Carbohydrate Chemistry

LEXINGTON PHARMACEUTICALS ANNOUNCES A MORE ECO-FRIENDLY, HIGH YIELDING PROCESS FOR MANUFACTURING SUCRALOSE OVER CURRENT PROCESSES

Indianapolis, March 17 - Industry Experts weigh in: conversion of sucrose to sucralose is known to be severely hampered by a difficult step which contributes greatly to the cost of its production. High reaction temperatures greatly lower yield and mass balance, and produce numerous byproducts. Historically, lowering the temperature and/or increasing the yields for this step on production scale has met with little success … that is until now.

Scientists at Lexington Pharmaceuticals Laboratories, LLC (Lexington) have discovered new conditions for preparing a key intermediate in the commercial production of the artificial sweetener sucralose, which is found in products such as Heartland Sweeteners' NevellaTM. It is widely acknowledged by those in the manufacturing business that finding some way to increase the yields and/or lower the reaction temperature to prepare this intermediate would be important to save money and energy. The new process discovered at Lexington is more environmentally friendly (greener) than published and/or patented processes: it boasts yields improvements in excess of 50%, dramatically reducing the waste stream, and operating temperatures reduced by 25%. This 20-30 oC reduction in reaction temperature is particularly significant in that 4 thousand Metric Tons of sucralose are produced each year, which translates to 8 billion BTUs saved (the equivalent of annually burning 320 acres of forestation, or 1.6% of the old wood acreage in California's Redwood National Forest). It is believed that this improved process (patents pending) will translate to substantially reducing the cost of manufacture (COM) of sucralose.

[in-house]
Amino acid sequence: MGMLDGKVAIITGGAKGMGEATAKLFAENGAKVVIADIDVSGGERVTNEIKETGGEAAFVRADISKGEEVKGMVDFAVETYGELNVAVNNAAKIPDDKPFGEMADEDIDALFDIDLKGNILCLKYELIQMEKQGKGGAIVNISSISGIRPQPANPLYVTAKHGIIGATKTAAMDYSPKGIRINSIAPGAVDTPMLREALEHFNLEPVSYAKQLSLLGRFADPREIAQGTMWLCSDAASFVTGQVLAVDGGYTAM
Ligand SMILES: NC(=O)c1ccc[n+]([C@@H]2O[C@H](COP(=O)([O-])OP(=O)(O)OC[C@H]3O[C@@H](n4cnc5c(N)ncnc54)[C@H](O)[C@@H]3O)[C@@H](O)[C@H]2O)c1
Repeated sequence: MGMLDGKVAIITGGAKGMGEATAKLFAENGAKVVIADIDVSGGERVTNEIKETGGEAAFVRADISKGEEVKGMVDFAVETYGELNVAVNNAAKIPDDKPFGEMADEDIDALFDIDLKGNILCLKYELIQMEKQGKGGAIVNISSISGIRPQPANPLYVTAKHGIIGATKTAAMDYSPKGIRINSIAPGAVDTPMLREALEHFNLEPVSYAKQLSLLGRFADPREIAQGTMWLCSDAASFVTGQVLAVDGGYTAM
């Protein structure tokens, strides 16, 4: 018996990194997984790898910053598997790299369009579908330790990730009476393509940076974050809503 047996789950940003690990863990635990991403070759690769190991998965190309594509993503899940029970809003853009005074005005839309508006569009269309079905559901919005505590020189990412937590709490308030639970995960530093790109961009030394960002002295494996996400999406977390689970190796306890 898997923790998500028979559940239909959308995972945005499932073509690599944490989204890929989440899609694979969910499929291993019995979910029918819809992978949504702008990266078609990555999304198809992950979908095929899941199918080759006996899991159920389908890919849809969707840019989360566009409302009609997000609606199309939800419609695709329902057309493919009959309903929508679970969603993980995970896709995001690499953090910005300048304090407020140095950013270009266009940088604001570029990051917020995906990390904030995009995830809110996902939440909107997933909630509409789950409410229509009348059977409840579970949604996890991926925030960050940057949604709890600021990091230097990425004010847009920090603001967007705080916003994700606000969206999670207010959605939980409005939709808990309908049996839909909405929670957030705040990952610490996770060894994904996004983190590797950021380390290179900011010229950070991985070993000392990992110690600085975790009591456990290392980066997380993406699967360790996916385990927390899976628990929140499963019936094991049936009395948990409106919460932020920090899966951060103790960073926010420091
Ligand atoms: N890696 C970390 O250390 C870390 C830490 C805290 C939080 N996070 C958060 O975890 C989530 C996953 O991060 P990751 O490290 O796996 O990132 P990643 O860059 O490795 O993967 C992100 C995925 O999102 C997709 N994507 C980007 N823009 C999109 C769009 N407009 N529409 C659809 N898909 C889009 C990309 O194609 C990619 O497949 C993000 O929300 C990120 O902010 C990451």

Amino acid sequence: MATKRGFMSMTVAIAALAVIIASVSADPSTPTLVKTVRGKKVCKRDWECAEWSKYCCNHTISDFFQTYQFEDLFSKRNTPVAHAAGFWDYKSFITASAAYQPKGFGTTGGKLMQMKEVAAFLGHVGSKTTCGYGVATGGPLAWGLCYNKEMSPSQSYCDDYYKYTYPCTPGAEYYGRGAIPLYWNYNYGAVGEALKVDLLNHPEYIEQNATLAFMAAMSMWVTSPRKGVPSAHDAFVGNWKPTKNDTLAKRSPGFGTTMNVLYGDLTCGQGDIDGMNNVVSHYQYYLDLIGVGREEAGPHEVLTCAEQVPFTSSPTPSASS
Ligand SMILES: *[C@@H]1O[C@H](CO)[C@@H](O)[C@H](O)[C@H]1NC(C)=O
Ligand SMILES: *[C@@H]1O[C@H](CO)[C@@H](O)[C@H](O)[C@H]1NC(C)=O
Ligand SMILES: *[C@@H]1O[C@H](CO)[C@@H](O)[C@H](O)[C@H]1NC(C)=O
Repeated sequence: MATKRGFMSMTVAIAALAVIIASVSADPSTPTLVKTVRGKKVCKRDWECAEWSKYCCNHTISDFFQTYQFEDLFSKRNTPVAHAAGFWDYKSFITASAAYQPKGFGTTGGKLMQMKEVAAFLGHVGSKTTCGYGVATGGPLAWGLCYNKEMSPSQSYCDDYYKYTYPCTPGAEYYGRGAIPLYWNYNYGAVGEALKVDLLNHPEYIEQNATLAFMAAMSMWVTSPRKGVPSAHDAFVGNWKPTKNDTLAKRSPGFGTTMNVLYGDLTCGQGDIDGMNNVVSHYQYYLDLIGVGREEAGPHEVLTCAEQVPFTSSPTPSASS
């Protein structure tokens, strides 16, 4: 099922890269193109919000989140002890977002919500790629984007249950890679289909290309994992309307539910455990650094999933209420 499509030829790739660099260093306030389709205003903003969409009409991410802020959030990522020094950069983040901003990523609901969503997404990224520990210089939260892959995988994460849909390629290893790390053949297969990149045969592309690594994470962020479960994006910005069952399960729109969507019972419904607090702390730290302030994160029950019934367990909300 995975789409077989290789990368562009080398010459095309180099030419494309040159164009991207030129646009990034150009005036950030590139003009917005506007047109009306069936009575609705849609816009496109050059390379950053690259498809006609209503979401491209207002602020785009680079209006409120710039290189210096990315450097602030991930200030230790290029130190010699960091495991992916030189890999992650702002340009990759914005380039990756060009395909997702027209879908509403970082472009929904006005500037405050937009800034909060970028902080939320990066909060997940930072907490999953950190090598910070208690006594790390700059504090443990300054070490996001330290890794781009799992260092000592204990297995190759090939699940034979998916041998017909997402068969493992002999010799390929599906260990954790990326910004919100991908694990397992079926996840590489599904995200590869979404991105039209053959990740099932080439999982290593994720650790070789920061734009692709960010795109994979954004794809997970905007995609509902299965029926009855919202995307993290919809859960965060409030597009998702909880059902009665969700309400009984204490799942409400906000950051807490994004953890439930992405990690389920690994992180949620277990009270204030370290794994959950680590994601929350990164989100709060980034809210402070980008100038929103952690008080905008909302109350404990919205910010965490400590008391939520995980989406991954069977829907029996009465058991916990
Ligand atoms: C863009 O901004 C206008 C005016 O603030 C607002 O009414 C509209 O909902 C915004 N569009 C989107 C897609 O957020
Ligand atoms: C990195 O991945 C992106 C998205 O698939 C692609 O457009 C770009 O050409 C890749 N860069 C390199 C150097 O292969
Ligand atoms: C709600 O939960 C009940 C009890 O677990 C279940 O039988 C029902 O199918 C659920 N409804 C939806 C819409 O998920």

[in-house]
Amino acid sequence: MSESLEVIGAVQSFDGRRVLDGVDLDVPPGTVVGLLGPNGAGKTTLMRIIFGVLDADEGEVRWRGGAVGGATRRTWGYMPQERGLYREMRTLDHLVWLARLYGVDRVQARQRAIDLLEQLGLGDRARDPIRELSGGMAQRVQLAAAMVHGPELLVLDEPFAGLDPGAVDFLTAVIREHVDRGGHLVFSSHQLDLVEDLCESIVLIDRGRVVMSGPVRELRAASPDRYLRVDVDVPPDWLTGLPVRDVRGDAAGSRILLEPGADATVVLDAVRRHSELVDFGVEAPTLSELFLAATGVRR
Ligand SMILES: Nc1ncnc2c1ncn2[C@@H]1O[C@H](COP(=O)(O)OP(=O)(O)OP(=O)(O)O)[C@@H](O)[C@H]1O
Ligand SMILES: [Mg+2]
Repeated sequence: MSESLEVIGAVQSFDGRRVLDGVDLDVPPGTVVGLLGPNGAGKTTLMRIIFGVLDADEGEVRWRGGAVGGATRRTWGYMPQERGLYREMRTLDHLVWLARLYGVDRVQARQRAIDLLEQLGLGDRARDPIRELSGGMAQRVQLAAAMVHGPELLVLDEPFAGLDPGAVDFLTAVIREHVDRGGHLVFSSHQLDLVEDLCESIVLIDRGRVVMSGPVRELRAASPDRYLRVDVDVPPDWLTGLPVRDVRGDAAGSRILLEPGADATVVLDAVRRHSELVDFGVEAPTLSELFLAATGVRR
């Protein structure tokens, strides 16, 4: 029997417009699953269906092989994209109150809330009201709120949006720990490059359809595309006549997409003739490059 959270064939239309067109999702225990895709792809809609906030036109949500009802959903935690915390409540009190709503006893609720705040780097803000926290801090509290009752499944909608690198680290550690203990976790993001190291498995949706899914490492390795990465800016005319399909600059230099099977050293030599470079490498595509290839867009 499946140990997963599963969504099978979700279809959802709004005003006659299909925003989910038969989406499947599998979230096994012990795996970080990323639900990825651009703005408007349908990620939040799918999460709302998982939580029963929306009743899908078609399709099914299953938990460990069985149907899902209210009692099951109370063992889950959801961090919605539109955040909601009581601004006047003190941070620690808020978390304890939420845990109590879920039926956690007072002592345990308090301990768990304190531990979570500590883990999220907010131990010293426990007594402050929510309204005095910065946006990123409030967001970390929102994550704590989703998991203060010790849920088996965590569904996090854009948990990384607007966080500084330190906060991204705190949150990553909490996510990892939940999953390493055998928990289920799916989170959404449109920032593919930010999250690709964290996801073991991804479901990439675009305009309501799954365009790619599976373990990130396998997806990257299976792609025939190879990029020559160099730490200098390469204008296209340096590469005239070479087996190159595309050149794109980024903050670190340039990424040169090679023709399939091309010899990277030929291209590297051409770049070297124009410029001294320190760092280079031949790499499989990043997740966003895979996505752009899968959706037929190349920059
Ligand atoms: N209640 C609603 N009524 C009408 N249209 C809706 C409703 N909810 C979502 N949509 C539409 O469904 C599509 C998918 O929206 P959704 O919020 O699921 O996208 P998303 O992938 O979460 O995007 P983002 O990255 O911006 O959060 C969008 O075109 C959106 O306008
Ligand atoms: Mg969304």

Lexington has been in operation since 2001. It is owned by businessman Ted Gelov, who also owns Heartland Sweeteners LLC, a leading manufacturer and marketer of tabletop sweeteners. Lexington was originally located in Lexington, Kentucky, but moved to Carmel, Indiana in 2008.

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